Council briefs: City of Quesnel will apply for funds for airport upgrades

Council also approves funding for community groups and starts thinking about the City’s centenary

The City of Quesnel will apply for funding for upgrades at the Quesnel Regional Airport this year.

At its Feb. 5 meeting, council voted to apply to the British Columbia Air Access Program (BCAAP) for funding to replace the airside sidewalks, as well as siding on the operations building at the airport.

Under the BCAAP, projects may receive funding of up to 75 per cent of the project cost.

“It’s a multi-year program that we have applied for in the past,” Jeff Norburn, the City’s director of community services, told council.

The combined estimated project cost for the airport improvements is $50,000. The City’s proposed capital plan has incorporated this project into the budget and is based on the assumption that $37,500 in grant funding will be received through the program.

The City’s share of the project cost is $12,500, which has been incorporated into the 2019 capital plan for the airport.

Quesnel has successfully applied for BCAAP funding before, as the program helped fund security gates and an aerodrome instrument approach upgrade in 2016 and LED runway and PAPI lighting upgrades in 2018.


At the same meeting, council approved funding for several community groups who had applied for City funds in the fall.

Council approved supporting SkyFest to a level comparable to the 2015 agreement, except no cash contribution in 2019, and also approved supplying office space to SkyFest, similar to in 2017.

Council also approved that the Quesnel Foundation receive $5,000 for administration costs in 2019 but that 2019 be the last year that administration funding is provided to this group, recognizing that other granting agencies in Quesnel do not receive similar funding from the City.

Council also voted that North Cariboo Highway Rescue and Quesnel Search and Rescue will each receive $12,250 for the next four years (2019-22), and the Baker Creek Enhancement Society will receive $10,000 for the next four years.

Council also approved providing $4,000, plus the cost of up to five jackets for the Quesnel Ambassadors Program for the next four years and also approved that the program receive an extra $1,000 in 2019 to update its branding.


Coun. Ron Paull sent a report to council seeking council’s consideration and support in recognizing the need for advance budgeting and planning for the City of Quesnel’s 100th anniversary in 2028.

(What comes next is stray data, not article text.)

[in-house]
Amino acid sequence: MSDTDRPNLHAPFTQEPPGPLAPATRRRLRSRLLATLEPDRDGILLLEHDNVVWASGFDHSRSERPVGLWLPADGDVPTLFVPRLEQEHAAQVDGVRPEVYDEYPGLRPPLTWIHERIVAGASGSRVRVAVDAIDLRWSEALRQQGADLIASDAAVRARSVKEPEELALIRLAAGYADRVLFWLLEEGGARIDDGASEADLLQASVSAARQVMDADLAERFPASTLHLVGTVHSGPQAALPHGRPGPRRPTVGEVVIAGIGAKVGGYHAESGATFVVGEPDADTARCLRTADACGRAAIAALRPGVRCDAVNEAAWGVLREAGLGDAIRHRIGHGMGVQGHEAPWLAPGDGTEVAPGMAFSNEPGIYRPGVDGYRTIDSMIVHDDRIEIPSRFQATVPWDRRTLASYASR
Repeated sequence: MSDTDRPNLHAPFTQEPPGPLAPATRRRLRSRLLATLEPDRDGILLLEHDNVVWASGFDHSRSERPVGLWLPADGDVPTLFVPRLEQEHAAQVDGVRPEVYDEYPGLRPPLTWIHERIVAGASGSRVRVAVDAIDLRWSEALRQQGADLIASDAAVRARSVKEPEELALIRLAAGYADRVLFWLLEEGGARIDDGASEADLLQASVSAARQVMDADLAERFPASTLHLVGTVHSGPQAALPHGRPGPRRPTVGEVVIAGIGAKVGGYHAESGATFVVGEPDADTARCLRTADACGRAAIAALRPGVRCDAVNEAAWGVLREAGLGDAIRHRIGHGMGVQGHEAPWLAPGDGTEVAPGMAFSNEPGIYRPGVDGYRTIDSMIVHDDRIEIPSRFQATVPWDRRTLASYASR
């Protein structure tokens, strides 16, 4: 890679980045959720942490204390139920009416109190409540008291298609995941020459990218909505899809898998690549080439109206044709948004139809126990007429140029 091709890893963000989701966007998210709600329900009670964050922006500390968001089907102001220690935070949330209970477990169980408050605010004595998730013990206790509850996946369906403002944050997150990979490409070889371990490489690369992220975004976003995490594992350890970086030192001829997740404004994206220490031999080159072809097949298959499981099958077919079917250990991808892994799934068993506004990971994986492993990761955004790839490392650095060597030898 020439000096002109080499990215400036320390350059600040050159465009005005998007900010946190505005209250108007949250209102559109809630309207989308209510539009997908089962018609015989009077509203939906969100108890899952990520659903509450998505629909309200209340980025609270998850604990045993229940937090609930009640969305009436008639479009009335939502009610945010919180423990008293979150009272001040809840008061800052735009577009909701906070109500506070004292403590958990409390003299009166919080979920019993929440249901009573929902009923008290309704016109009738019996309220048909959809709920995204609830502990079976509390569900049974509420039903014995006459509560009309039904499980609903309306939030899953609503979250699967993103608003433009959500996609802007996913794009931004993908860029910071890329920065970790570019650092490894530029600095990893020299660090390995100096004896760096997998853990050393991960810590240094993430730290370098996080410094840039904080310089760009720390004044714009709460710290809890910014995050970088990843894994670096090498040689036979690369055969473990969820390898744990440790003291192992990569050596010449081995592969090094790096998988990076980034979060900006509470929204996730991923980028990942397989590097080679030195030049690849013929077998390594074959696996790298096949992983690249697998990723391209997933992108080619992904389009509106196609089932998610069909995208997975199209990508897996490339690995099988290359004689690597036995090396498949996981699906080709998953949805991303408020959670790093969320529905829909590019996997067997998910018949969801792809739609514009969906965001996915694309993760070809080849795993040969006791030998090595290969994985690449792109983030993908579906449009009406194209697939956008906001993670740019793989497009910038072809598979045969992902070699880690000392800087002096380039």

“I suggest we set aside, in a gradually accumulating reserve account, a modest fund for our 100th anniversary events and celebrations, which can hopefully include a long-overdue Quesnel reunion,” he told his fellow councillors Feb. 5. “The time-frame for starting and building the reserve account and the target amount of the fund would be at council’s discretion, as would the timing of our centenary celebrations, perhaps all year long.”

The City’s 100th anniversary will be March 21, 2028.

“The reason I bring this to council’s attention at this time is my recollection from experience is that council, in preparing for the then-Town of Quesnel’s 50th anniversary in 1978, expressed regret that no advance forethought and planning was given for spreading the funding for the 50th over a few budget years leading up to the actual anniversary year,” said Paull. “An accumulating Quesnel Centenary Reserve would also serve as an ongoing reminder that our 100th anniversary is fast approaching and add impetus to help our community prepare for this milestone anniversary.”

The matter will go to the City’s Financial Stability and Audit Committee (FSAC).

“I know this year, particularly we have a lot of funding issues and other reserves that need funding as well, so this has to be put in that context before we put money aside,” Kari Bolton, the city’s director of corporate and financial services, told council. “Also, this many years in advance, without knowing what that council of the day might be planning, it’s hard to know how much. One consideration is that the people at the time of the party should be paying for the party, so maybe it should be a supplemental in the year that it happens or at least a few years around when it happens, versus starting so early. But those are discussions that could happen at FSAC and come back to council.”

Paull reassured council he wasn’t suggesting that the City start budgeting for the centenary right away.

“It was just basically to get it into the hopper,” he said.

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